There has to be some hideous downside for regular users, but it hasn't appeared in the 20-year marketing history of Provigil, Olmifon (the prodrug of modafinil, never submitted for approval in the US, but popular in France) or Nuvigil (the newly-approved variant). The "Dear Doctor" letter that went out in the last few weeks was over VERY scattered reports of Stevens-Johnson Syndrome and psychiatric side effects. Seeing as how I still have my skin and haven't spent my life savings in Vegas on a weeklong binge of pai gow, buffets and hookers, I'd say I'm safe for the moment.

    Try one tablet on some random weekend day. If you don't like how it works, it's gone by morning. I will *never* be jet-lagged again.

  8. You know thinking about it makes me think about a lot of things pertaining to "human enhancement," steroids, impending genetic modifications, etc. Scientific American reviewed a pair of books with opposing viewpoints on the matter here.

    Seems like taking this med is extending human capabilities beyond what they "should" be. But then you examine that and wonder, should there be a limit? Kind of interesting question. I'll have to think more about it...

  9. hmmm... maybe I *should* talk to my doctor about getting some. Wonder if it would help with the occasional 30 hour call shift? I, too, have almost fallen asleep at the wheel countless times. It's amazing to me that if I were still at the hospital, I would be expected to operate in that condition.

  10. please note the *correct* address to my blog... ::shakes head:: freaking intern move.

  11. I've taken it practically every day for the past two years or so. I take it two hours before my shift starts, preferably on an empty stomach. If I take it after a meal it just takes a little longer to kick in with a flatter curve of alertness. There is a little rush from about the 3 to 6 hour mark, but it isn't really very euphoric, just an awake feeling without the jitteriness or nausea of an equivalent dose of caffeine. There is a slight mood-enhancing effect.

    Taking a double dose isn't really particularly helpful; the awake feeling isn't linearly increased, but the side effects seem to be. The only time I've felt jittery with it is when I've tried a double dose.

    Taking one the day after a night shift to try to stay awake doesn't help much. I can stay awake for a while longer, but I still feel awful. Awake, but fatigued and miserable. I can easily go to sleep on it.

    The only drawbacks are the cost (about $10 per pill), an occasional subtle feeling of anxiety when it first starts to take effect (only lasts a few minutes, I think of it as really just your brain kicking in to a higher gear), and perhaps a slight increase in blood pressure.

    I don't see why it's classifed as a "controlled substance" at all, really; it doesn't seem very abusable in my opinion because the mild mood-enhancing effects don't seem to be dose-related like other controlled substances.

    It's a miracle drug, and I can't wait for the price to come down. But it's well worth the $10 per pill. And yes, I have an official diagnosis of shift work sleep disorder and the medication is prescribed by another physician. Without pre-approval by insurance and an official diagnosis, most plans won't cover it.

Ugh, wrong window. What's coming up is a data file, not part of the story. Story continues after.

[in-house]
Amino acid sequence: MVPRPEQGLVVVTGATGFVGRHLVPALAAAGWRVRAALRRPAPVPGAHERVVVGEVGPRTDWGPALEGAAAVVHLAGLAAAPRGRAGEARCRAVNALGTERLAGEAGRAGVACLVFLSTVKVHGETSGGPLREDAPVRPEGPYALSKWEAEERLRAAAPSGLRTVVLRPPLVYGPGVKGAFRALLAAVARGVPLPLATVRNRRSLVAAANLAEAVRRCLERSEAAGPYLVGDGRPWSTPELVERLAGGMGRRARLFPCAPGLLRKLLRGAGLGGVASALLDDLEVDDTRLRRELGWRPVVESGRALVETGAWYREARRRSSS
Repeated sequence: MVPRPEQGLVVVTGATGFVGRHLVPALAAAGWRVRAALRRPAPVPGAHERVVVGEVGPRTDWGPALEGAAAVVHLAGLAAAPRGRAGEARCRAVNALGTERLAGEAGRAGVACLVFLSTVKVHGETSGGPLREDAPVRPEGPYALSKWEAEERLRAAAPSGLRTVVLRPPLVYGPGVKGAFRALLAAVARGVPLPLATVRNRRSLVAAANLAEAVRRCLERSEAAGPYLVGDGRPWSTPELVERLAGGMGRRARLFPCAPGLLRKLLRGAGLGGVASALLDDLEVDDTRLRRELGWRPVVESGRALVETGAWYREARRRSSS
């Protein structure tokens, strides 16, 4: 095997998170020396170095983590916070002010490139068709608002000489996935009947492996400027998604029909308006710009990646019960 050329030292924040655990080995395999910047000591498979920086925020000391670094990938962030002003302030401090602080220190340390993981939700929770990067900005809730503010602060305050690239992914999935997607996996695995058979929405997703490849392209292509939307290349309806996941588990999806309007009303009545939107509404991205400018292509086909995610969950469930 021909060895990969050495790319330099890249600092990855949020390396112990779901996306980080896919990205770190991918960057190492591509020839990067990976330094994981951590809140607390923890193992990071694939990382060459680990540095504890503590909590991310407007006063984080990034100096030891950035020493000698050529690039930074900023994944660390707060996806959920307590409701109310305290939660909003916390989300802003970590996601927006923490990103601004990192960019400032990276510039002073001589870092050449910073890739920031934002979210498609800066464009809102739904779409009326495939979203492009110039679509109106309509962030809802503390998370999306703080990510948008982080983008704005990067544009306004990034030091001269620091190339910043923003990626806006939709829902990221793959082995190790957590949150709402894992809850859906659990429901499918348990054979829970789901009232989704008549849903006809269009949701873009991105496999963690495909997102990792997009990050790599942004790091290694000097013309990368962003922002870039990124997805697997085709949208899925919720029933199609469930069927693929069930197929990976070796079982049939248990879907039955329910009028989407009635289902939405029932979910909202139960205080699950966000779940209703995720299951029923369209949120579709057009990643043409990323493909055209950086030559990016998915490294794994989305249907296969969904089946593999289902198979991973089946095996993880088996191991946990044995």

Although it's widely available via overseas pharmacies without a Rx for 1/8 the cost in America.

  12. I took it once several years ago and will not take it again. I felt a little more scattered than usual on the night shift, and couldn't nap at all in the morning. I much prefer coffee, which is cheaper and, in my opinion, easier to titrate.

  13. I have taken it frequently and note an increased level of alertness without side effects. Not hangover and no difficulty in getting to sleep.

    It is also indicated for OSA.

    We also use it as an adjunct for anti-depressants. We have found better efficacy when used in combination form.

    We have also found it helpful in Alzheimer pt's to boost their energy level.

    Yes, it is expensive - but like many others have said - worth every penny.

    It is interesting to note that the AMA issued a statement about 2 years ago forbidding it's use by residents while on duty. But the question is what if a resident in question has the proper dx and is offically prescribed the med? Double standards?

  14. Lets see, I took it some time ago, when dealing with "the mystery illness" that caused seizures, excessive daytime sleepiness, migraines, and internal bleeding. I was on a very high dose , because it would work for a time, and then need to be increased. However, at a certain point it was not effective, but the next dose up made me wacko. When it worked and i was alert, that was good, but it did not keep me awake.I'd say stay away from it if you can.

  15. Dazzled by this pharmaceutical 'wonder', my doctors jumped to prescribed it as a 'cure' for my insomnia (the thought being if I was alert during the day, I'd sleep naturally at night). The result was a heart rate nearing two hundred, a hospital stay, and a very un-amused patient.
    That said, my dad takes it occasionally and finds that it works as promised.

  16. Perhaps a reason to not consider Provigil:


  17. Any updates?